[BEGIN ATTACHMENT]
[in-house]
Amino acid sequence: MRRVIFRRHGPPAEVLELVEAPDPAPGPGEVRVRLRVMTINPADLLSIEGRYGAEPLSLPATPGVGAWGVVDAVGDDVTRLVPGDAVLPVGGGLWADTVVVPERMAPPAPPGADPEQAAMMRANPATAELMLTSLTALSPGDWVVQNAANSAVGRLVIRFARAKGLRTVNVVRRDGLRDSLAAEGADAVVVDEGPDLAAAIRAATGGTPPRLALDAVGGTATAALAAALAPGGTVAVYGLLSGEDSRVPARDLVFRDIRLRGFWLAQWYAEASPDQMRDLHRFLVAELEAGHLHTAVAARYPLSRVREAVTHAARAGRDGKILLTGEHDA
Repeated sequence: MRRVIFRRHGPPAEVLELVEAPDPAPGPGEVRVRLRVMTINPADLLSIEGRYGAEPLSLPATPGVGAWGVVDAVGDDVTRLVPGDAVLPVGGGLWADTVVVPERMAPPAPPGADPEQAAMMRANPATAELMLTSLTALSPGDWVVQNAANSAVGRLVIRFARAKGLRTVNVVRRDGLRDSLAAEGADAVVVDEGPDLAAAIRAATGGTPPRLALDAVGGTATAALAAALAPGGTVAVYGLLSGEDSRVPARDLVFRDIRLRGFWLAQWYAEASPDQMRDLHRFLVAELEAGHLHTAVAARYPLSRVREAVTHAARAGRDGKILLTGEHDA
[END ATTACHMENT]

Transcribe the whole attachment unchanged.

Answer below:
[in-house]
Amino acid sequence: MRRVIFRRHGPPAEVLELVEAPDPAPGPGEVRVRLRVMTINPADLLSIEGRYGAEPLSLPATPGVGAWGVVDAVGDDVTRLVPGDAVLPVGGGLWADTVVVPERMAPPAPPGADPEQAAMMRANPATAELMLTSLTALSPGDWVVQNAANSAVGRLVIRFARAKGLRTVNVVRRDGLRDSLAAEGADAVVVDEGPDLAAAIRAATGGTPPRLALDAVGGTATAALAAALAPGGTVAVYGLLSGEDSRVPARDLVFRDIRLRGFWLAQWYAEASPDQMRDLHRFLVAELEAGHLHTAVAARYPLSRVREAVTHAARAGRDGKILLTGEHDA
Repeated sequence: MRRVIFRRHGPPAEVLELVEAPDPAPGPGEVRVRLRVMTINPADLLSIEGRYGAEPLSLPATPGVGAWGVVDAVGDDVTRLVPGDAVLPVGGGLWADTVVVPERMAPPAPPGADPEQAAMMRANPATAELMLTSLTALSPGDWVVQNAANSAVGRLVIRFARAKGLRTVNVVRRDGLRDSLAAEGADAVVVDEGPDLAAAIRAATGGTPPRLALDAVGGTATAALAAALAPGGTVAVYGLLSGEDSRVPARDLVFRDIRLRGFWLAQWYAEASPDQMRDLHRFLVAELEAGHLHTAVAARYPLSRVREAVTHAARAGRDGKILLTGEHDA